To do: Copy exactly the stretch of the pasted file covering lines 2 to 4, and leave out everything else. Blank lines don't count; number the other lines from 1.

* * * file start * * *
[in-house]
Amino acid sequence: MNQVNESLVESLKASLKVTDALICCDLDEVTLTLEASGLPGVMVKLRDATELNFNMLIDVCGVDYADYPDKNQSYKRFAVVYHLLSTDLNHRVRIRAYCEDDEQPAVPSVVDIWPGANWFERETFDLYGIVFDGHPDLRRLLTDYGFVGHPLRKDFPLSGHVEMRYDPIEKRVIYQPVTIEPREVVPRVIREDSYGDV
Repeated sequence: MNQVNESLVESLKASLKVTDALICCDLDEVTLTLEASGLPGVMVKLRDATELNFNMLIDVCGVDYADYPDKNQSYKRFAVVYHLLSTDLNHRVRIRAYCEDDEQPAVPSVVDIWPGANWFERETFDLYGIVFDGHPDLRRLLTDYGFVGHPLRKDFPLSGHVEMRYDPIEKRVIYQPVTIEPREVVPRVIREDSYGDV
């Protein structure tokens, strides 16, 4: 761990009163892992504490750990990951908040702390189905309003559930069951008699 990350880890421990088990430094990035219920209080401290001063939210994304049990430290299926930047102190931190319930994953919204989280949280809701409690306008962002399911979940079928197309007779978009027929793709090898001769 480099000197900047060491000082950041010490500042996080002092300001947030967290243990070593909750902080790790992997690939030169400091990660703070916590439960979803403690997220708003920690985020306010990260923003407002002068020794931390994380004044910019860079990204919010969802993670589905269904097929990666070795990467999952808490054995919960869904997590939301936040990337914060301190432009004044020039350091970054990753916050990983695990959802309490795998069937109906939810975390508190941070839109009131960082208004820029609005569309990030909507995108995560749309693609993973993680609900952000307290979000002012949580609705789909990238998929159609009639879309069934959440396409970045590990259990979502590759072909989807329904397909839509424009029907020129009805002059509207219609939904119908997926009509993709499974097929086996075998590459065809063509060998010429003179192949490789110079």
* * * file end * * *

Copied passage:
Amino acid sequence: MNQVNESLVESLKASLKVTDALICCDLDEVTLTLEASGLPGVMVKLRDATELNFNMLIDVCGVDYADYPDKNQSYKRFAVVYHLLSTDLNHRVRIRAYCEDDEQPAVPSVVDIWPGANWFERETFDLYGIVFDGHPDLRRLLTDYGFVGHPLRKDFPLSGHVEMRYDPIEKRVIYQPVTIEPREVVPRVIREDSYGDV
Repeated sequence: MNQVNESLVESLKASLKVTDALICCDLDEVTLTLEASGLPGVMVKLRDATELNFNMLIDVCGVDYADYPDKNQSYKRFAVVYHLLSTDLNHRVRIRAYCEDDEQPAVPSVVDIWPGANWFERETFDLYGIVFDGHPDLRRLLTDYGFVGHPLRKDFPLSGHVEMRYDPIEKRVIYQPVTIEPREVVPRVIREDSYGDV
């Protein structure tokens, strides 16, 4: 761990009163892992504490750990990951908040702390189905309003559930069951008699 990350880890421990088990430094990035219920209080401290001063939210994304049990430290299926930047102190931190319930994953919204989280949280809701409690306008962002399911979940079928197309007779978009027929793709090898001769 480099000197900047060491000082950041010490500042996080002092300001947030967290243990070593909750902080790790992997690939030169400091990660703070916590439960979803403690997220708003920690985020306010990260923003407002002068020794931390994380004044910019860079990204919010969802993670589905269904097929990666070795990467999952808490054995919960869904997590939301936040990337914060301190432009004044020039350091970054990753916050990983695990959802309490795998069937109906939810975390508190941070839109009131960082208004820029609005569309990030909507995108995560749309693609993973993680609900952000307290979000002012949580609705789909990238998929159609009639879309069934959440396409970045590990259990979502590759072909989807329904397909839509424009029907020129009805002059509207219609939904119908997926009509993709499974097929086996075998590459065809063509060998010429003179192949490789110079």